Side hustles aren’t only useful for generating extra income. You can develop new skills or sharpen existing ones, and you might even enjoy them.
According to a survey by Zapier, more than a third of Americans have a side hustle.
Given the economic uncertainty of 2020, maybe that’s no surprise. After all, a side hustle offers financial security in case anything goes wrong with your full-time job. But side hustles aren’t only useful for generating extra income. There are two other practical benefits:
- You can learn and develop new skills (or sharpen existing ones). Later on, this could translate into new job opportunities or your own full-time business.
- A side hustle can actually be enjoyable, whether because it acts as a creative outlet or exposes you to new experiences. In this case, your side hustle may feel less like work and more like fun.
These perks make side hustles a lot more worthwhile, but not all gigs fit this mold. (For example, driving for Uber tends to be more tedious than fun or educational.) If you’ve got extra time and are interested in developing a meaningful side hustle, consider trying one (or more) of these ideas.
- Personal training/fitness
- Homemade arts and crafts
- Mystery shopping
- Freelance writing and editing
- Online reselling
- Pet care services
- Makeup artist
Best for: Anyone with expertise or skill in a specific subject. Specialized knowledge about a difficult or complex topic few people know but that many are interested in learning is especially lucrative.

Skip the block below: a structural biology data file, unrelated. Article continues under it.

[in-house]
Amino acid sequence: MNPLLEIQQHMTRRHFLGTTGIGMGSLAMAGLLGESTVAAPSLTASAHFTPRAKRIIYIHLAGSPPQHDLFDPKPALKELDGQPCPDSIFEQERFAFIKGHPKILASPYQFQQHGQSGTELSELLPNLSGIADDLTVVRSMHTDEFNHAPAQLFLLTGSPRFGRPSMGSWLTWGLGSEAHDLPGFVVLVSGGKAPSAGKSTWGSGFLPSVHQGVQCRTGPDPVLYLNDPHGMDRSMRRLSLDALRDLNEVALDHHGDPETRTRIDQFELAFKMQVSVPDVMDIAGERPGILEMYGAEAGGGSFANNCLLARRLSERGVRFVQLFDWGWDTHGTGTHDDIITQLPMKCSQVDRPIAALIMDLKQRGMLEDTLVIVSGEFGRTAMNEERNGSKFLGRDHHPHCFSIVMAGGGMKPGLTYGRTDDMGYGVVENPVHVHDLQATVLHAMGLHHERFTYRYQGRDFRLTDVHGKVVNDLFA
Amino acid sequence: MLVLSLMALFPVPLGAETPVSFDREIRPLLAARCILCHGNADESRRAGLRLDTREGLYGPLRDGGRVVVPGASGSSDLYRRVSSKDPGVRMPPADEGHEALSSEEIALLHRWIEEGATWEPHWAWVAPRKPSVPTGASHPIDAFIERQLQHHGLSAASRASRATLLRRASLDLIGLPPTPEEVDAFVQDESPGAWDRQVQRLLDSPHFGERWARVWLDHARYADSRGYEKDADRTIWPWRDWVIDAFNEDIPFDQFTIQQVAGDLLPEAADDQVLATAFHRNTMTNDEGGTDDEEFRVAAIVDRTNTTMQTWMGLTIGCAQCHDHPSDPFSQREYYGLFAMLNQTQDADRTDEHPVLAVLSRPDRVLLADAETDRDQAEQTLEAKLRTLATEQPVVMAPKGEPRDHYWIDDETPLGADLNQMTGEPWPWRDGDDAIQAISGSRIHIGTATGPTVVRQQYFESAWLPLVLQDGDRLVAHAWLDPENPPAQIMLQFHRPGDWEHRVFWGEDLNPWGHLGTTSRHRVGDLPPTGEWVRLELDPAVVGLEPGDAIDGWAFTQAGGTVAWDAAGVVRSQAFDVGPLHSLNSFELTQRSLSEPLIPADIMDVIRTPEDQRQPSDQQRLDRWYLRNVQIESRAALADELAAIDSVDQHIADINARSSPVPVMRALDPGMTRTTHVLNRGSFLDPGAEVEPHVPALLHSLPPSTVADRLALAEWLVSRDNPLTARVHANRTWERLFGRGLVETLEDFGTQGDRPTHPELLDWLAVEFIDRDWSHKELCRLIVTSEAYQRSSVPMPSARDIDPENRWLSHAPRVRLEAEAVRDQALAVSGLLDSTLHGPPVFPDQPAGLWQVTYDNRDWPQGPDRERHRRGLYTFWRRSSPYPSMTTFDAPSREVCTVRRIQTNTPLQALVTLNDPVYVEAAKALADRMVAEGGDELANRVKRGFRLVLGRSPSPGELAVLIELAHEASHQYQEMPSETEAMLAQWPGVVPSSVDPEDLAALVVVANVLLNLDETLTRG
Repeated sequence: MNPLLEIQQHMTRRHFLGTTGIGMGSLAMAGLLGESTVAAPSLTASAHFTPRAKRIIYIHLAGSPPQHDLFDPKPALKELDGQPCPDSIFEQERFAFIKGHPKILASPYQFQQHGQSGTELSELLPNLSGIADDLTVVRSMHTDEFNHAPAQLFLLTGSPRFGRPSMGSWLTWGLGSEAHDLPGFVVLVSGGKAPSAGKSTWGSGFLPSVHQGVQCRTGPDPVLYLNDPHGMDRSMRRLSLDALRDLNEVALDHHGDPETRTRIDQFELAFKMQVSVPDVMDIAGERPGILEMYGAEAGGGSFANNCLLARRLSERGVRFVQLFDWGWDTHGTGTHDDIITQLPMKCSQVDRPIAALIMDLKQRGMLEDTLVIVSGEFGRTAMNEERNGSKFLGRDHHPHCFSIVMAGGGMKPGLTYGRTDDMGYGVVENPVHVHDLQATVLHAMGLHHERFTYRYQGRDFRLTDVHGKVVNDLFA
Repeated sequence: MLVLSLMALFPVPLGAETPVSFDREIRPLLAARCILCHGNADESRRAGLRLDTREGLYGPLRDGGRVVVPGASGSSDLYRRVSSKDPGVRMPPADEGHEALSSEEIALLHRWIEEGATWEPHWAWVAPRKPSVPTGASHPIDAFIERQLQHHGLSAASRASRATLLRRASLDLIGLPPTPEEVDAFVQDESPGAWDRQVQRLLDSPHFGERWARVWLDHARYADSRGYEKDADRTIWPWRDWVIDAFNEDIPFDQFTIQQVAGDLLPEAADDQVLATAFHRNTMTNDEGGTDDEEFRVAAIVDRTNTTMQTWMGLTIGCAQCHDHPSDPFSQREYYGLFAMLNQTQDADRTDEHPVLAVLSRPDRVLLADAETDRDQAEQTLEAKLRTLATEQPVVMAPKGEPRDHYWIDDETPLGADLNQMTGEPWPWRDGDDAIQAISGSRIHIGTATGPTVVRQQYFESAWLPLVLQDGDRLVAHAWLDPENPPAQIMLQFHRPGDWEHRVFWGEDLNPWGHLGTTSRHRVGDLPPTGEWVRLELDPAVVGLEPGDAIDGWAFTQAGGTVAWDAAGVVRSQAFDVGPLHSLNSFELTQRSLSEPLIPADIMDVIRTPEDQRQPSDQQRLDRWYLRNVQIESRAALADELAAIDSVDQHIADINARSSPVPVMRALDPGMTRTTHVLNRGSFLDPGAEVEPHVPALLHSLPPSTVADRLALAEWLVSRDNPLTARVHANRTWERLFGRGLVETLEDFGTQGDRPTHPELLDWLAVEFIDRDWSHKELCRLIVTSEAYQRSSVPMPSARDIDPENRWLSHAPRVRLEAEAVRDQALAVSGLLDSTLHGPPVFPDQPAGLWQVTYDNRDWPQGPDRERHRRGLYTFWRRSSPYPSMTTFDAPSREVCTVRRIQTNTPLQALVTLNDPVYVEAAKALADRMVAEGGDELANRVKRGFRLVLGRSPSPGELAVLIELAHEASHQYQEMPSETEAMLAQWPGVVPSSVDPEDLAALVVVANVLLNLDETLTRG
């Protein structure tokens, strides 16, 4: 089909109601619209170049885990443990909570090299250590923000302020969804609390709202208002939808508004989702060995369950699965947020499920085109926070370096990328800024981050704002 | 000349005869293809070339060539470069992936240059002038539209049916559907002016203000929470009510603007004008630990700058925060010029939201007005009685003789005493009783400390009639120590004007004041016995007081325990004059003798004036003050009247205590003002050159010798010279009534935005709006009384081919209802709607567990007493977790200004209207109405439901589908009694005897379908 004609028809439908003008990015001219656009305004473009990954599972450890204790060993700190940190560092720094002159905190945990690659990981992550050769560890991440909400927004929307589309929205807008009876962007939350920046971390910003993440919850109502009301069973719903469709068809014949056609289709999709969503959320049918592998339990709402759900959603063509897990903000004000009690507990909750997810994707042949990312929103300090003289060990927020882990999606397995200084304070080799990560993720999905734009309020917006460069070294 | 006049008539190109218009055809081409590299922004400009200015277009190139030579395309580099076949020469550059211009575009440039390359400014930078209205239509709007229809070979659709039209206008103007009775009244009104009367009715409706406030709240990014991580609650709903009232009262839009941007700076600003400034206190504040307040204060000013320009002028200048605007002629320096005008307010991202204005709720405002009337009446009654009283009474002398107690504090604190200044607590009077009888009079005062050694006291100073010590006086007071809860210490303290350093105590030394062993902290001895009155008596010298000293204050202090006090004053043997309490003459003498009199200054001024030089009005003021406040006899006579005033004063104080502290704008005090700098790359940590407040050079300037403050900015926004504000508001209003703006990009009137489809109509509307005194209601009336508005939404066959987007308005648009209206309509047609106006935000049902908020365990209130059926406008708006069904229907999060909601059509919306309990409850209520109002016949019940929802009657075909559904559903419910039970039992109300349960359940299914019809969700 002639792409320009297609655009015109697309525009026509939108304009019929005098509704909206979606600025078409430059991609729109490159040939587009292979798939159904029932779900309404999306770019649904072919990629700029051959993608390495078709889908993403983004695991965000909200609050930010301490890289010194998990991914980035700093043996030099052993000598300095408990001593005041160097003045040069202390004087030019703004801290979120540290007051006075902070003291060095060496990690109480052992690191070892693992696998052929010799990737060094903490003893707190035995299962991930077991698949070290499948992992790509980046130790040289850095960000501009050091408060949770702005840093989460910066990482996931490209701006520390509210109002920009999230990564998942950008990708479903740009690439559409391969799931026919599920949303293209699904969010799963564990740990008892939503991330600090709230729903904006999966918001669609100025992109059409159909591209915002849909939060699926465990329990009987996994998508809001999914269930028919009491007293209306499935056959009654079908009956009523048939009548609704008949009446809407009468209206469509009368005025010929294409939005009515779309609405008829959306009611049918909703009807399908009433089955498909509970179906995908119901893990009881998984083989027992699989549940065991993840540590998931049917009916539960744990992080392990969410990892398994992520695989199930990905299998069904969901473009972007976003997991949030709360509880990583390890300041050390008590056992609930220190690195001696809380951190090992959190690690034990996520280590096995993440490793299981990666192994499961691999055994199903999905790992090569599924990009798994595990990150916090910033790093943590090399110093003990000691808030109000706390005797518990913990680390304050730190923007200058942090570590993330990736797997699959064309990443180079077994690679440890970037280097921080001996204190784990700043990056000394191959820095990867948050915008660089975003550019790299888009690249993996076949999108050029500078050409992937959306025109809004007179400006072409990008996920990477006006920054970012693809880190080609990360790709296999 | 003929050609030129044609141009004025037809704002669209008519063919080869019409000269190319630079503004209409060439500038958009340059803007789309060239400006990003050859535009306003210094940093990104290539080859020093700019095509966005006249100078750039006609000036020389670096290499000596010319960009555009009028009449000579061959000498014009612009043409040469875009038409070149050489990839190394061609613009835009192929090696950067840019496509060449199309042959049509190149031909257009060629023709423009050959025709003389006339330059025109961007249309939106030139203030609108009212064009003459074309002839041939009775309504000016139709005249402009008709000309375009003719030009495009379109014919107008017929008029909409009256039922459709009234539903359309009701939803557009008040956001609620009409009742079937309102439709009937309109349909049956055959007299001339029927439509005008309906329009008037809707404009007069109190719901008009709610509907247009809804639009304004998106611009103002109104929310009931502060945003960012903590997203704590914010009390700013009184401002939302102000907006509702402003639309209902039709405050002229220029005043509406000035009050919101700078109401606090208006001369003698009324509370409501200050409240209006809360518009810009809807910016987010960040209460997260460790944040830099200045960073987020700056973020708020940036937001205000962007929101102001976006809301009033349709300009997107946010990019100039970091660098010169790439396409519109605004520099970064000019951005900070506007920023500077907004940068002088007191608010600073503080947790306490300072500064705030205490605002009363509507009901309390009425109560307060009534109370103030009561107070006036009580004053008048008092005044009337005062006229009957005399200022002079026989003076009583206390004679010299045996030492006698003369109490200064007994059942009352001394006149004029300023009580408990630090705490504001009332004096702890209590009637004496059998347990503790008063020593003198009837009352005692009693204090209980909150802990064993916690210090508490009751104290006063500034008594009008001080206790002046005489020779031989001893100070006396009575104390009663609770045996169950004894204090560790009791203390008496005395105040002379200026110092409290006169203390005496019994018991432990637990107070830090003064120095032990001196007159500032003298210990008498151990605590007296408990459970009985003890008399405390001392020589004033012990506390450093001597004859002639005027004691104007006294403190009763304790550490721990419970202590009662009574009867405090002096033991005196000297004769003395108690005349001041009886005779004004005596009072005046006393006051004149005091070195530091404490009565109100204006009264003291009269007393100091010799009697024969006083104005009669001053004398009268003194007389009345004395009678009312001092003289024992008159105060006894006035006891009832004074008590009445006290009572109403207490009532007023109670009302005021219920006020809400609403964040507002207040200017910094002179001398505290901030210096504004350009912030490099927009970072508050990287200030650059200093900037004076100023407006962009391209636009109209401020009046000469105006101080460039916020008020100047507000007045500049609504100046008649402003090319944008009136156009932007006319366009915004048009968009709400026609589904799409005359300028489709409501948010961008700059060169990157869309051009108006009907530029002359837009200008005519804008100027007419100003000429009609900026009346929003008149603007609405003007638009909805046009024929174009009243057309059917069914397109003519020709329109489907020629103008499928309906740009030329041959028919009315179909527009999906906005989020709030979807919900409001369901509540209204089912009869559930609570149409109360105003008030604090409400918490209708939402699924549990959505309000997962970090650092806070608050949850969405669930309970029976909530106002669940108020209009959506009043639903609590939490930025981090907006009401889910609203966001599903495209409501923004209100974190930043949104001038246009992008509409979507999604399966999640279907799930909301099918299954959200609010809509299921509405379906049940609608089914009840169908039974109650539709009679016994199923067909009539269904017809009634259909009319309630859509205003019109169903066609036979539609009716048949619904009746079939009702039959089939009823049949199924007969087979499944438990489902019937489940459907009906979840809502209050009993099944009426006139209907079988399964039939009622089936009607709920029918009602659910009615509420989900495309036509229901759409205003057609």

If you think of tutoring only as for students or preparation for a major exam like the LSAT, think again. Teaching is the ultimate side hustle, partly because it’s so versatile and there’s always a demand for knowledge.
For example, you could tutor people in a foreign language, give music lessons, or teach someone how to code. Having any skill or knowledge about a specific subject that someone finds valuable opens the possibility for tutoring.
You can also tutor in a few different ways, each with their own advantages and disadvantages:
- In person: Some level of travel is necessary, either for you or your client. However, this level of service often feels the most personal.
- Online: You can teach virtually through a video call or even provide consulting services over the phone.
- Live: You tutor or consult in real time, fielding questions from your student as they come up.
- Recorded: You create and record video lessons for students, which can be viewed anytime they’d like. This is especially helpful for reaching multiple clients at once.
If you choose the online route, you’ve got plenty of options to get started. Here are a few platforms where you can earn some extra income from the comfort of your home: